What Makes a Good Leader?
Sherry Antonishen, Head Trainer, CPDT-KA
Roberta Press, Lead Trainer, CPDT-KA
How to be a good leader to your dog is perhaps the most often asked question by dog owners. An answer that is popular in the media, and that might seem the most simple, is to be the “alpha”. This is a version of authoritarian style leadership, the “do what I say or else” approach.
With softer dogs that comply and are cowed readily this might seem easy. With harder dogs this can, and often does, lead to a battle of wills. In this case “leader” usually ends up using physical force and corrections.
Putting aside for the moment the question of how appropriate it is to hurt or scare your dog, imagine if every time you did something wrong at work someone yelled “No!” and then jerked your sleeve, poked you with their finger, made a “PSSSST” noise, or perhaps even shocked you with a collar around your neck. Most people would find this at the very least annoying, and it’s also not very informative about what you should do next time. A lot of people working under an authoritarian model over time become de-motivated and stressed.
Minus the finger poking and shock collars, this is an actual leadership style in the human world. People studied under this style do less because they want to make fewer mistakes. The same holds true for dogs. Authoritarian models are not currently recommended in human organizations, nor are they appropriate or particularly successful for people trying to motivate their furry companions.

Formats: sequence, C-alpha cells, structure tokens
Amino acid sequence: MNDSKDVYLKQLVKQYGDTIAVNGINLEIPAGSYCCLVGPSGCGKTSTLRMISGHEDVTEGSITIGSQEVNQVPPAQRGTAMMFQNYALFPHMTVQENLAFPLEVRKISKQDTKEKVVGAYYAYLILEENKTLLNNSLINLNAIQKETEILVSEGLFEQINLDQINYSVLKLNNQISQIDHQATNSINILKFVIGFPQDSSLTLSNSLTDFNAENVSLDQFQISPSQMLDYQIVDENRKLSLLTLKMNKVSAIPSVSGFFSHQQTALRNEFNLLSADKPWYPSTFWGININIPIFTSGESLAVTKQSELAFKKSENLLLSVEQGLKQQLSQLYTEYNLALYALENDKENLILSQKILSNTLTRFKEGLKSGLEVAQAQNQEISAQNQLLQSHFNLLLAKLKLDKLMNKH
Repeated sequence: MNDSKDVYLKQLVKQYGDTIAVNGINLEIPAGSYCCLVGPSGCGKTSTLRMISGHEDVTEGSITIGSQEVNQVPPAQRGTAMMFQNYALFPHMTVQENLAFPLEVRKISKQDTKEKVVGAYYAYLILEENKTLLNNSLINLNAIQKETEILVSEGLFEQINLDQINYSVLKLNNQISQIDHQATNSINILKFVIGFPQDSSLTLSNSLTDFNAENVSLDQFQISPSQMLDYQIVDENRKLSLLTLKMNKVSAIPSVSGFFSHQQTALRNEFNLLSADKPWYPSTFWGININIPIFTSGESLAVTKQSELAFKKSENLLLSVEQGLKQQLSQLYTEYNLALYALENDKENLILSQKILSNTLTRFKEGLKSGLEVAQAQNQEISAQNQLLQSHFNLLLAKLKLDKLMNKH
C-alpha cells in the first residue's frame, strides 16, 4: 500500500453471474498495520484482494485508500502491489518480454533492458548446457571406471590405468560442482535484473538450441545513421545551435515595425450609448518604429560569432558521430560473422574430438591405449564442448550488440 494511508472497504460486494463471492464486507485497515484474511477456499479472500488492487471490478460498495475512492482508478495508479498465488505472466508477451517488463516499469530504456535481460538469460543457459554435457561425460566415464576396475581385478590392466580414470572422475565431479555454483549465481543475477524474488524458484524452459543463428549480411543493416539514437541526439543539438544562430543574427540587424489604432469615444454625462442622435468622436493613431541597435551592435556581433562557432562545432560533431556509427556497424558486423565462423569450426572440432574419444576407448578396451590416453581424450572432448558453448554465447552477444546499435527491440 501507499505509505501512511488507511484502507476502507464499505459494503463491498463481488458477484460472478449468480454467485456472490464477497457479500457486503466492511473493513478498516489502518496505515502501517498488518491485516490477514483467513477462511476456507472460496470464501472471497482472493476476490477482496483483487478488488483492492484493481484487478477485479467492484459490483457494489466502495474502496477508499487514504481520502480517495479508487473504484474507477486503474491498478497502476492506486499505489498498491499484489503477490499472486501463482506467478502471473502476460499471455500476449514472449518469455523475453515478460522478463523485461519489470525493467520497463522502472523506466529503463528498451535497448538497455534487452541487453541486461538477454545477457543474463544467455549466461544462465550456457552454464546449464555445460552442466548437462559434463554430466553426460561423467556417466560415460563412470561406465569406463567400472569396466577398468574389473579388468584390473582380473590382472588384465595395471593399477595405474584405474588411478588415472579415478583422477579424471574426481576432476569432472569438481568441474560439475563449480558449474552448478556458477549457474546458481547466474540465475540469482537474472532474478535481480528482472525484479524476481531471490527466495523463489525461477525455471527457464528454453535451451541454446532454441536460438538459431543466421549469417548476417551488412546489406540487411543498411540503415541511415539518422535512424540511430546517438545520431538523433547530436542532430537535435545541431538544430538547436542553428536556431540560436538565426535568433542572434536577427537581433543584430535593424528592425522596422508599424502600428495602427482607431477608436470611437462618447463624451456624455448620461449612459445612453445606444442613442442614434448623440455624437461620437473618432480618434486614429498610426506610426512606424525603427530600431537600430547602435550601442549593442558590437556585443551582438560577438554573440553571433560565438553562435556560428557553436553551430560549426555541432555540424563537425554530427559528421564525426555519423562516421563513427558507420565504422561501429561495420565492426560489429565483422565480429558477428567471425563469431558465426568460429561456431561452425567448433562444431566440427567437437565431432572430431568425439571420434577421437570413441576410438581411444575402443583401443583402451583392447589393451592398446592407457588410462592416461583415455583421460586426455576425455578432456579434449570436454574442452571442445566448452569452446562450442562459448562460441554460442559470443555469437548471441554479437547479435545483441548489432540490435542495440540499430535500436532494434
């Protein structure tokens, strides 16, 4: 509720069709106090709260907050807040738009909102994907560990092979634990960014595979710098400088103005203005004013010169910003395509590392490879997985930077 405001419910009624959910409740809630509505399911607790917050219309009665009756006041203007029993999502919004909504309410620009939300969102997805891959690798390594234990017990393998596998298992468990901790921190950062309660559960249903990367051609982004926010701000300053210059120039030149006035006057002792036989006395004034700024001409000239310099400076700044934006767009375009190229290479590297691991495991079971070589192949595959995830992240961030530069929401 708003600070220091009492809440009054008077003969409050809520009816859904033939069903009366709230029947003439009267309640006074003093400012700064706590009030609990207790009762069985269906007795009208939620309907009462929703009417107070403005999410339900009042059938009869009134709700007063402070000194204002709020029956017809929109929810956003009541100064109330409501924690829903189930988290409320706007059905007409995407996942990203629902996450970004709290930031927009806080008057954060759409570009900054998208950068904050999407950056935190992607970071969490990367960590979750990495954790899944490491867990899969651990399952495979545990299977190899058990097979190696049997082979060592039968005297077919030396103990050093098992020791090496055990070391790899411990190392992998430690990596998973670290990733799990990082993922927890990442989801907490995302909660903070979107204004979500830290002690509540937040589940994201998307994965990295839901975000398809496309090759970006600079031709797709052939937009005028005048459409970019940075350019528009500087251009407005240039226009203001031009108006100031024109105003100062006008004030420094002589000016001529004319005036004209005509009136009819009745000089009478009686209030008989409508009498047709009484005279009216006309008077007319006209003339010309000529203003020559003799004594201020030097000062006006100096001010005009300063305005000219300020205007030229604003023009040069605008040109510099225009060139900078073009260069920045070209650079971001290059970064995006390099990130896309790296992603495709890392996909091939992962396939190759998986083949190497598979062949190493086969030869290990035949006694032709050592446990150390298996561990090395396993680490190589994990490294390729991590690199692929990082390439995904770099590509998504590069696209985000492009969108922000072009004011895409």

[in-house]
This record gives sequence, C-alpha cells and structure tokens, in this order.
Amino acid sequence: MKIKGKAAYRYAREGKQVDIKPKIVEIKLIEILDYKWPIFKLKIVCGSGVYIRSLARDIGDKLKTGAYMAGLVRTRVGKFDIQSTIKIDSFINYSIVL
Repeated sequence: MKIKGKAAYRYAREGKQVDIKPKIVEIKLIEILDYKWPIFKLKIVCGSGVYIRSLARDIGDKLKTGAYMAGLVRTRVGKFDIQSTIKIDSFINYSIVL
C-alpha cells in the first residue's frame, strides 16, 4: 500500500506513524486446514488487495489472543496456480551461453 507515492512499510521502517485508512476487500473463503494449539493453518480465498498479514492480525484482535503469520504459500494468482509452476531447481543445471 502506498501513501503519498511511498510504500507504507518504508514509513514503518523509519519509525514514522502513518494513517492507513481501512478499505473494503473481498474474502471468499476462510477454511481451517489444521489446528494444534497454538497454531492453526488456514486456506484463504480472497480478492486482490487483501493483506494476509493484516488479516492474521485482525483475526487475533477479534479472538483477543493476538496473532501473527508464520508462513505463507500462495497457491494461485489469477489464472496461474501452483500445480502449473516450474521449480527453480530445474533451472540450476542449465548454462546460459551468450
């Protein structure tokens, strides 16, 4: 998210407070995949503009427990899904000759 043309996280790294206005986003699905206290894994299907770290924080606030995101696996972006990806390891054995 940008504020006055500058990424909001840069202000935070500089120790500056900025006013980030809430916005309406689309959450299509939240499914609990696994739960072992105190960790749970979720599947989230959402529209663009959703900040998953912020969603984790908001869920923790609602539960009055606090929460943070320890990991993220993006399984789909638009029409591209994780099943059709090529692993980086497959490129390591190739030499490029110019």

So how can we provide good leadership to our canine companions?
We’ve all been in a position of following a leader at some point in our lives – an employer, a parent, a music instructor, a sports coach, a teacher in school, etc.
When I think of a good leader, I think of someone who:
- Has reasonable expectations
- Provides clarity and consistency around those rules and expectations
- Tells me what TO do, not just what NOT to do
- Exercises kindness and compassion
- Supports me and advocates for me
- Motivates and challenges me to do my best
- Takes ownership of their half of the relationship
These are all things that I value in a human leader. But it’s not a stretch at all to apply each of these points to our relationships with our dogs.
It’s important to create clear and consistent rules for our pets, and to provide clarity in our commands and expectations. We need to show our dog what he should do, rather than just correcting him for the things he shouldn’t do. If your dog is jumping up on you when you come home, you might be inclined to push him off of you, or to yell and say “no”. This might be reinforcing your dog and making him want to jump even more – this kind of excitement can be fun for some dogs!
If you would rather your dog doesn’t jump up on you, you need to ignore the jumping and instead give him attention when he finally sits and behave politely. If you and your family members are consistent about this, it won’t take long to form the good habit to form. Then you as a leader will have a dog that knows exactly what to do, and you won’t have to raise your voice or say “no”!
Kindness and compassion isn’t about spoiling a pet, but rather about trying to understand how she may feel or react to a situation. For example rather than punishing your dog for growling, instead try to determine what she’s afraid of and help her either overcome or avoid that fearful situation. This is support and advocacy.
Finally, (and this is sometimes my biggest struggle!), it’s important to own up to our half of the relationship when things go wrong. This also means that we get half the credit when things go right!